Until the end of the year, I'll be sharing design challenges from my book Creative Workshop: 80 Challenges to Sharpen Your Design Skills, which was just released by HOW Design Press. The book consists of 80 creative challenges that will help you achieve a breadth of stronger design solutions, in various media, within any set time period. Each exercise includes compelling visual solutions from other designers and background stories to help you increase your capacity to innovate. Here's the fourth one in this series: "Reduce, Reuse, Redecorate."
My vision of future fashion, when it comes to home furnishings, is the concept of reuse. Without reuse, we’ll never be able to reduce the number of products that already choke our landfills and threaten to overtake the Pacific Ocean. Essentially, we can no longer choose to make products out of practically any material and expect them to magically vanish off the face of the planet when they reach the end of their first life.
I’m all for the craft revolution brought upon us by the ReadyMade magazines of the world—and we have the capacity as designers to imagine truly inspired designs that, if primed for larger-scale production, can help take care of our trash in a functional manner instead of creating more of it. With this challenge, you’ll get a chance to design furniture that does just that!
In an hour, take a recyclable object that you purchase regularly when going about our everyday lives—bottles, cans, cutlery, plates, cups, magazines, whatever works—and design a piece of furniture that uses it in multiples. As part of your planning process, consider if your furniture would require detailed instructions for construction or would be delivered in an entirely constructed state.
Then, in your second hour, build yourself a rough prototype of the idea—perhaps at a smaller scale if you don't have access to the requisite source materials. Does your idea hold up when you make it real?
Shown above is one of the inspirations for this challenge, the “Meltdown” series by Tom Price, a furniture and product designer established in London. “Plastic is with us virtually from now to eternity: impervious to bacteria, acid, salt, rust, breakage and, in some cases, able to withstand heat, plastic is something of a miracle substance. One hundred years ago, when it was first invented, no one could have anticipated that plastic would present one of our biggest recycling challenges … These chairs are part of a series commissioned by Arts Co for the exhibition, ‘From Now to Eternity,’ and are made exclusively from discarded polyester fleece clothing … The seat area is created by placing layers of polyester clothing onto a hot steel seat-shaped former. As it heats, the fabric begins to melt, exposing and integrating colors and patterns of the various layers. When cooled the surface is transformed into a rigid, shiny, colorful display of dissolved pattern and color.”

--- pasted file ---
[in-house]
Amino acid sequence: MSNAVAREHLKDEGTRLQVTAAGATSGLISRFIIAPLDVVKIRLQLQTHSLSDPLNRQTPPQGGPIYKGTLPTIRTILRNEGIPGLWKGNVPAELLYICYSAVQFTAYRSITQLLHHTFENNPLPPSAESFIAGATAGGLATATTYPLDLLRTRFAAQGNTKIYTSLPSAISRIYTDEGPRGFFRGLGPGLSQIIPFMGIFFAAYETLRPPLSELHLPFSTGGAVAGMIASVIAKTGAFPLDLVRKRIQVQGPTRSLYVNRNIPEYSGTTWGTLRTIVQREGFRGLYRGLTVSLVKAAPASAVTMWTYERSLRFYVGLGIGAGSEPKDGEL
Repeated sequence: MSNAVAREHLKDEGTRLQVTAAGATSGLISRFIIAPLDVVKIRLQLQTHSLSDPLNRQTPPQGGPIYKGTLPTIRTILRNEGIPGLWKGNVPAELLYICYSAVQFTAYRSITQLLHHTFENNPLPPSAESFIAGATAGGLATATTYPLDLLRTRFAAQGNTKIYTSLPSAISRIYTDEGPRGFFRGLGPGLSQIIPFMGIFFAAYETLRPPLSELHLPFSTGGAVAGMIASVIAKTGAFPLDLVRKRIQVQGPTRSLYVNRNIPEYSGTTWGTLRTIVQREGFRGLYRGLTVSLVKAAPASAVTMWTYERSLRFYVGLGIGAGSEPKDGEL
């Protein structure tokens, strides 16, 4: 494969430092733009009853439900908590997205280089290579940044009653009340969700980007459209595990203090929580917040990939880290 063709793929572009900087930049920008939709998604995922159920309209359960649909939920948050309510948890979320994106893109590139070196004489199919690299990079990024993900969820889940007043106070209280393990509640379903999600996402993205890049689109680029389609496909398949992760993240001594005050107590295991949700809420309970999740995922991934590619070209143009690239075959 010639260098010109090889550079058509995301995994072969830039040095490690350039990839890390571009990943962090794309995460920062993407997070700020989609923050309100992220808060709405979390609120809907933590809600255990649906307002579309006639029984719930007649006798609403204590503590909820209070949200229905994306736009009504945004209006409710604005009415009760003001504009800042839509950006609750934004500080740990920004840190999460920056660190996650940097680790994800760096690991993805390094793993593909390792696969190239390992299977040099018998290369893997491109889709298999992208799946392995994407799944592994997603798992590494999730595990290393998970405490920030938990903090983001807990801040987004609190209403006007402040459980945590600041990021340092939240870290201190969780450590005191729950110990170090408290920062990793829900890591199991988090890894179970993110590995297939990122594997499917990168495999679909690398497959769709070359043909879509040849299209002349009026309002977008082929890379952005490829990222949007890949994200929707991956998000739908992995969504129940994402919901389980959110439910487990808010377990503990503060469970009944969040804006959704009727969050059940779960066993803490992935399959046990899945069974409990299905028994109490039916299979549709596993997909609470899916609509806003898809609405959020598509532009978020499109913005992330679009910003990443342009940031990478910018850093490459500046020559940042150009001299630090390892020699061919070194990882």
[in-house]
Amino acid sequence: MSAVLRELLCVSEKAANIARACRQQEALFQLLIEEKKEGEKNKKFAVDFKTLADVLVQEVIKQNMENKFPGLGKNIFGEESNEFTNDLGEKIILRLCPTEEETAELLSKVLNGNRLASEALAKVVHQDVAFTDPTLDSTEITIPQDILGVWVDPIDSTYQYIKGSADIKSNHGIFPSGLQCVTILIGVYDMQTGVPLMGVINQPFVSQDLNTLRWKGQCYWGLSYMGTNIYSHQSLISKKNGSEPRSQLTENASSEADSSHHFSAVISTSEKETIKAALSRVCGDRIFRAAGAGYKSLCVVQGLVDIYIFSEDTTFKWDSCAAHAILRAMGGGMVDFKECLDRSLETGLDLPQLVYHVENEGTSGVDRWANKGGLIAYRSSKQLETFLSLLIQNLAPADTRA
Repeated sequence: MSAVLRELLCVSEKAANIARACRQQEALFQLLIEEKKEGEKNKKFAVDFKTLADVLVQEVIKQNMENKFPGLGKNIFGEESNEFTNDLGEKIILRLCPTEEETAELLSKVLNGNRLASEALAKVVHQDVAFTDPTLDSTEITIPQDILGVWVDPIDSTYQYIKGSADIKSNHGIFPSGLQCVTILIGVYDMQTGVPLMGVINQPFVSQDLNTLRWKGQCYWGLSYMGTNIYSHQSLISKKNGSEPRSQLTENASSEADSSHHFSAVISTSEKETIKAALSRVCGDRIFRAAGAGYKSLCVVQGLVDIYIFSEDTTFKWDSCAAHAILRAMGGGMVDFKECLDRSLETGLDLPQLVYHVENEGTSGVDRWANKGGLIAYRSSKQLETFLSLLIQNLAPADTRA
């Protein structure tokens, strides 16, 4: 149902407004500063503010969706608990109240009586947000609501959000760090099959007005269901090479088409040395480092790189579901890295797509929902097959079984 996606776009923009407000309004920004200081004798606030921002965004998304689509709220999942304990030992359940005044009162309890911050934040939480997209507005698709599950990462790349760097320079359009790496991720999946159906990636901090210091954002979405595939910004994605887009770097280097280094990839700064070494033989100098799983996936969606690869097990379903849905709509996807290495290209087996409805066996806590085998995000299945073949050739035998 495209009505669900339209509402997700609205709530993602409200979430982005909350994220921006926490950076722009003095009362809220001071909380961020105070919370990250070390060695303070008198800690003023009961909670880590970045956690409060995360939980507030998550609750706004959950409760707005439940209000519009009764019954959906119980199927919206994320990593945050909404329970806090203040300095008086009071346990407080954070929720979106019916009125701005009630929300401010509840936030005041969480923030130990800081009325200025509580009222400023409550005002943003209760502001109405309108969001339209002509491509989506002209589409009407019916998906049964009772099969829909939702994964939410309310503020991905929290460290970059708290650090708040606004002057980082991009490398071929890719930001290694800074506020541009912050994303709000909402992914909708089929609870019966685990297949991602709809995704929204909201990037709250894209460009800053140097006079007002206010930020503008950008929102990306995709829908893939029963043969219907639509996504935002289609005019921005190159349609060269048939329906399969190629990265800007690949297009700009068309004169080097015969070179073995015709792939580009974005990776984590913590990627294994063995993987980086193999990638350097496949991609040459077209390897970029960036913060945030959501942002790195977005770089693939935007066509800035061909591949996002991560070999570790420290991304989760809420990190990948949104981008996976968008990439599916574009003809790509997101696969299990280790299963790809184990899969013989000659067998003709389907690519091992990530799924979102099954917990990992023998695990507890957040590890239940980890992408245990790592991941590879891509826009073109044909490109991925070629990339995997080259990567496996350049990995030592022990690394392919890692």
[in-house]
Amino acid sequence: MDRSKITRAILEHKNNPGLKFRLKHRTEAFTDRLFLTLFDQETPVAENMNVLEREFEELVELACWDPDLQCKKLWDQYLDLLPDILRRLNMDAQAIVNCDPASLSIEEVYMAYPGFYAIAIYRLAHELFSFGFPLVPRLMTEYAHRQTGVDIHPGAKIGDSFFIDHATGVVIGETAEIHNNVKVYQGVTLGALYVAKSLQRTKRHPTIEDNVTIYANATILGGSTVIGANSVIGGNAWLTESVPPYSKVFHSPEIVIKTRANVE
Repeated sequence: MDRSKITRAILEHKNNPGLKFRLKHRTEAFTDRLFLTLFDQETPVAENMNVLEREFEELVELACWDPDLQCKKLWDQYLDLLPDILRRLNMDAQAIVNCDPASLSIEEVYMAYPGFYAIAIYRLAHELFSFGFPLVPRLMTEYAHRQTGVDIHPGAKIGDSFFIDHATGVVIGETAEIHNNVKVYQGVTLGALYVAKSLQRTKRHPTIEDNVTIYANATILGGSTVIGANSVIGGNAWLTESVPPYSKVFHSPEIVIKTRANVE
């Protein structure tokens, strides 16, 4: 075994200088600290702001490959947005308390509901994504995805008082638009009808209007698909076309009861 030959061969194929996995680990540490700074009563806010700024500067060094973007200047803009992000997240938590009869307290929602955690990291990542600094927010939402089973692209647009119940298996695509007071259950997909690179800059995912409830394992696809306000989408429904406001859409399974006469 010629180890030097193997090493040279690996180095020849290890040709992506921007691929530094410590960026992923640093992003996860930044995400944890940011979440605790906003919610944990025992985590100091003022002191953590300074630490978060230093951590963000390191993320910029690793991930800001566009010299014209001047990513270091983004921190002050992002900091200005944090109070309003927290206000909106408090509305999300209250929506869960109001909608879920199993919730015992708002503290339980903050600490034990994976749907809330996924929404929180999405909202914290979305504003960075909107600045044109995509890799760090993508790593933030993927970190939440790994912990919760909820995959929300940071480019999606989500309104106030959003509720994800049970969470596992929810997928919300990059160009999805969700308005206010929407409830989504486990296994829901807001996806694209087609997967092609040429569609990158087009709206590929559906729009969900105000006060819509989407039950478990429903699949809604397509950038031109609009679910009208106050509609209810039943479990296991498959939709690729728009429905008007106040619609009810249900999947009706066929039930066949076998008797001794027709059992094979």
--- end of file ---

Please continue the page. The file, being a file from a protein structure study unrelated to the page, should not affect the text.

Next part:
Another inspiration for this challenge was the ReVision project from Artists for Humanity, a Boston nonprofit that provides urban youth with the keys to self-sufficiency through paid employment in the arts. “ReVision tables are a response to the market need for innovative sustainable design. All the designs are recreated from reclaimed junk mail and magazines. Once the pieces are assembled, the surfaces are finished with a no-VOC eco-friendly resin, which is water resistant and easy to clean with eco-friendly products. ReVision was the innovation of teen-artists who apprentice at Artists for Humanity.”
David Sherwin is an interaction design director at frog. He has built his reputation as a design leader, interaction designer, and researcher with 17 years of experience in generating compelling solutions for systemic business problems. David is the author of Creative Workshop: 80 Challenges to Sharpen Your Design Skills and Success by Design: The Essential Business Reference for Designers. You can follow David on Twitter @changeorder.